Topic : Rare Birds
Article 33 17 July 2007
East Coast Akalat
East Coast Akalat Sheppardia gunningi or Gunning’s Robin as it used to be called, is one of the smallest and least known of the robins in southern Africa. It is confined to the wooded thickets and sand forest regions north of Beira where it’s not that uncommon. It also occurs in the degraded vegetation adjacent to rural communities that have cleared land for agricultural use. The original specimen was first discovered by the well-known trader and collector, P. A. Sheppard. This specimen was sent to the Transvaal Museum in Pretoria where it was named in honour of the then director Dr J.W. B. Gunning. In November 1998, nearly 90 years later, while on one of our birding expeditions to the region, Derek Coley found the first active nest in southern Africa and we were able to get the close-up photographs of the shy, little forest inhabitant. This diminutive little robin is listed as being globally threatened. It is also found in two other regions on the continent, the lowland forests surrounding Lake Malawi near Chincheche and Nkhata Bay, and in eastern Tanzania through to the well-known Arabuko-Sokoke forest north of Mombasa in Kenya.
East Coast Akalat is one of 8 Sheppardia species that occupy the forests of Africa. Once you get to know this little robin’s continuous low-pitched call, you will find they are not difficult to locate. In these remote lowland regions north of Beira we were privileged to spend many fascinating hours sitting quietly in the under-canopy of sand forest learning about the everyday life of this little-known robin species. What impressed us most about this confiding little songster was the way it is able to ‘turn on and off’ the two little stars or ‘headlights’ it has in front of the eyes. These stars or supraloral spots are similar to those of the White-starred Robin (whose stars are above the eyes), but they are able to expose them in display while singing, by erecting the feathers in front of the eyes. As they start to sing, the ‘headlights’ come on, and are then ‘switched off’ at the end of the song phrase.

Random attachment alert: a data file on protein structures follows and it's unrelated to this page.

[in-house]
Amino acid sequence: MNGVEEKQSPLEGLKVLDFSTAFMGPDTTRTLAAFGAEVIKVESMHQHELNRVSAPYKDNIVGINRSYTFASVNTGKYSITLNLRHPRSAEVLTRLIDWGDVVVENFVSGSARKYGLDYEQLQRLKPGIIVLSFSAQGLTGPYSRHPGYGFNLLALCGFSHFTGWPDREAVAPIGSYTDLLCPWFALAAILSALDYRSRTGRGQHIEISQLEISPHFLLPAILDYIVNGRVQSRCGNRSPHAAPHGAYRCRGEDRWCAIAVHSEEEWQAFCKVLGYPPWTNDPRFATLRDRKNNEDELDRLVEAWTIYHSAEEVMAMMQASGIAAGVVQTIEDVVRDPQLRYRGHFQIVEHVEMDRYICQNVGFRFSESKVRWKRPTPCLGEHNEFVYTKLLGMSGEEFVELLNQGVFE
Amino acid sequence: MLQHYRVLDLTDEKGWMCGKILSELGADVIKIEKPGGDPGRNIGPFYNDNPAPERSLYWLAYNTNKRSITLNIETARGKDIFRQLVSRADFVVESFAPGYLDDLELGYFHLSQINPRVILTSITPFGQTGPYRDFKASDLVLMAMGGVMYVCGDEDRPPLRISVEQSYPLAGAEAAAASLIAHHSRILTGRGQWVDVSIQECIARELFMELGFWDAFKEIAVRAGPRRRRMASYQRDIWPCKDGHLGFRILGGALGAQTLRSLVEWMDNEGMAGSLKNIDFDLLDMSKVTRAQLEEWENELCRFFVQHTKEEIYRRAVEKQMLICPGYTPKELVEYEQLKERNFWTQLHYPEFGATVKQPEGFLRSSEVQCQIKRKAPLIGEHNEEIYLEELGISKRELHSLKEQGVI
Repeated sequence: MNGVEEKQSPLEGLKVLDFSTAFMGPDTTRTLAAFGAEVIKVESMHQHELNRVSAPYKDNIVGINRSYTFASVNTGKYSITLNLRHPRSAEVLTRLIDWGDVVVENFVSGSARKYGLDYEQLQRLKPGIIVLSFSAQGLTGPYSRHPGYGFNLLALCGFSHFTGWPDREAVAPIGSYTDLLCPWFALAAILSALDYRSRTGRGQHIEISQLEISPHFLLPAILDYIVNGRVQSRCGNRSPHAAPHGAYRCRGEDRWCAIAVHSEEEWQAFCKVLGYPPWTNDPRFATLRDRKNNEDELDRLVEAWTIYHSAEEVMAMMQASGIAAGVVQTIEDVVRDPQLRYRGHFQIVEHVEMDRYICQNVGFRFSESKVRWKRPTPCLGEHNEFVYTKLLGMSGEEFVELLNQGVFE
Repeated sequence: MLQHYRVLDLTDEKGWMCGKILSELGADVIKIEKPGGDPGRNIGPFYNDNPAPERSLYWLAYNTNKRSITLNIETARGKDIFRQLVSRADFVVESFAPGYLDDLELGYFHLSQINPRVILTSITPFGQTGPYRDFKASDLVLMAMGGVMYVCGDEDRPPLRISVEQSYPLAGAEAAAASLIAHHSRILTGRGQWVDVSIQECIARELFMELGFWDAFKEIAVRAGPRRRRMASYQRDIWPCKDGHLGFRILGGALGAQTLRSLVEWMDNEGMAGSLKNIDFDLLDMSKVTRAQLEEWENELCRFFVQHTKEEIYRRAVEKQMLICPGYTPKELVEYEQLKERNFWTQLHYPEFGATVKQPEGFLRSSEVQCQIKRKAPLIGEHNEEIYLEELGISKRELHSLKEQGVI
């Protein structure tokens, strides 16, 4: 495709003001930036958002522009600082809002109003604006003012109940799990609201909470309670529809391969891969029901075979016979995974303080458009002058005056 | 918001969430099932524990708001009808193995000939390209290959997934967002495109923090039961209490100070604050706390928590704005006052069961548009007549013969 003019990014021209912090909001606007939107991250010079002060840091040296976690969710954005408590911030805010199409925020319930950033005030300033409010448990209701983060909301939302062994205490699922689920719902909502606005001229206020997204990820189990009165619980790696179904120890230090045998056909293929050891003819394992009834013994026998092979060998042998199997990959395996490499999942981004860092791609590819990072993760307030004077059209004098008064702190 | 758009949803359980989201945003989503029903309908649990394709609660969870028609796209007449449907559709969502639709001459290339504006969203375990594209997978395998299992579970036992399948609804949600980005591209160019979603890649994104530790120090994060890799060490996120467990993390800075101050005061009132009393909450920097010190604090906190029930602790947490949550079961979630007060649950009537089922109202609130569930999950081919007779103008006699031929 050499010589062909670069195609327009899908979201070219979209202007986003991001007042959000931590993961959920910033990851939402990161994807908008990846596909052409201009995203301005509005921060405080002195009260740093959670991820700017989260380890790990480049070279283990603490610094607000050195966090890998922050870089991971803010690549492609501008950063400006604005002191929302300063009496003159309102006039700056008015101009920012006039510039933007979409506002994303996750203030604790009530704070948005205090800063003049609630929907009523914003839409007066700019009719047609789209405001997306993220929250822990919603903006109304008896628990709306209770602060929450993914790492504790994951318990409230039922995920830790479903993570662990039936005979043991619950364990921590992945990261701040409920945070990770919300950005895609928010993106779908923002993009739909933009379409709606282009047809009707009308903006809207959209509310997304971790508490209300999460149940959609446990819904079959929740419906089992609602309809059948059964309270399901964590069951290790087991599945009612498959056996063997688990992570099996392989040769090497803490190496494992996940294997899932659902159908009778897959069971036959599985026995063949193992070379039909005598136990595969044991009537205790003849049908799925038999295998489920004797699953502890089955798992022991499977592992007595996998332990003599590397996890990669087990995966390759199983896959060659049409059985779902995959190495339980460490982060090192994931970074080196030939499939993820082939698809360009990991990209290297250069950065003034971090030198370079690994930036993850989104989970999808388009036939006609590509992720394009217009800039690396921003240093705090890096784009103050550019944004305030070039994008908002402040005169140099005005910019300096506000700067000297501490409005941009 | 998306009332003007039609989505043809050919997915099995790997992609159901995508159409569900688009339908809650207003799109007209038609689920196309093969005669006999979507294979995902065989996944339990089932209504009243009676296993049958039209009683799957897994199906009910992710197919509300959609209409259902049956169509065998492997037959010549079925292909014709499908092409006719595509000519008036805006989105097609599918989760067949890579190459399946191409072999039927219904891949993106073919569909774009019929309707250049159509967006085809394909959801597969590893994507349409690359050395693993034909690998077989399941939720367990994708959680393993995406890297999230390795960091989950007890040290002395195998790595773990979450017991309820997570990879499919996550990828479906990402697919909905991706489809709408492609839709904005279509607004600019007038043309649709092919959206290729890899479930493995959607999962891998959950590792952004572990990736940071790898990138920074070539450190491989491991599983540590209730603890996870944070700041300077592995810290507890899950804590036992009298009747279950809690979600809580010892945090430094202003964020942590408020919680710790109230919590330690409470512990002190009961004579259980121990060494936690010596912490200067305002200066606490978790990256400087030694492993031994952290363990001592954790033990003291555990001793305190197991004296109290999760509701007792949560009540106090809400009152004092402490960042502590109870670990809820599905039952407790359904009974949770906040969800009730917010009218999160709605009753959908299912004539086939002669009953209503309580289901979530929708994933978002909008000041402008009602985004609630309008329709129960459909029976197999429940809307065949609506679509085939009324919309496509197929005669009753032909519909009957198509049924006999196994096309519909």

The nest found by Derek was in the leaf litter on the flat forest floor. It was a semi-domed shaped structure placed at the base of a forest sapling. The nest contained three downy, blackish chicks. The base of the nest cup was slightly below ground level so that when the female brooded the chicks, her exposed head was almost level with the surrounding leaf litter and extremely well camouflaged.
As these birds are sexually monomorphic, we were unable to separate their food delivery ratios. Both adults brought moths, spiders, small crickets and other small invertebrates to the nest. This pair occupied one of seven territories in a small forest patch measuring about 4,5 hectares. The average territory size for each pair was thus approximately 0,64 hectares, which is similar in size to that of White-starred Robin measured by Terry Oatley (Robins of Africa, 1998).
With small territories, it is understandable that the volume of their song is relatively subdued. Singing birds in neighbouring territories are often only 30 – 40 m away. What they lack in volume, however, they make up for in stamina, as males, at the onset of the breeding season (October to January), will sing almost continuously from dawn to dusk!
Sadly, Mozambique’s magnificent sand forests which are the prime habitat for this globally threatened species, is under serious long-term threat from logging and it is hoped that the government will formally protect some of these forests sooner than later.
Opening statement: East Coast Akalat Sheppardia gunningi or Gunning’s Robin as it used to be called, is one of the smallest and least known of the robins in southern Africa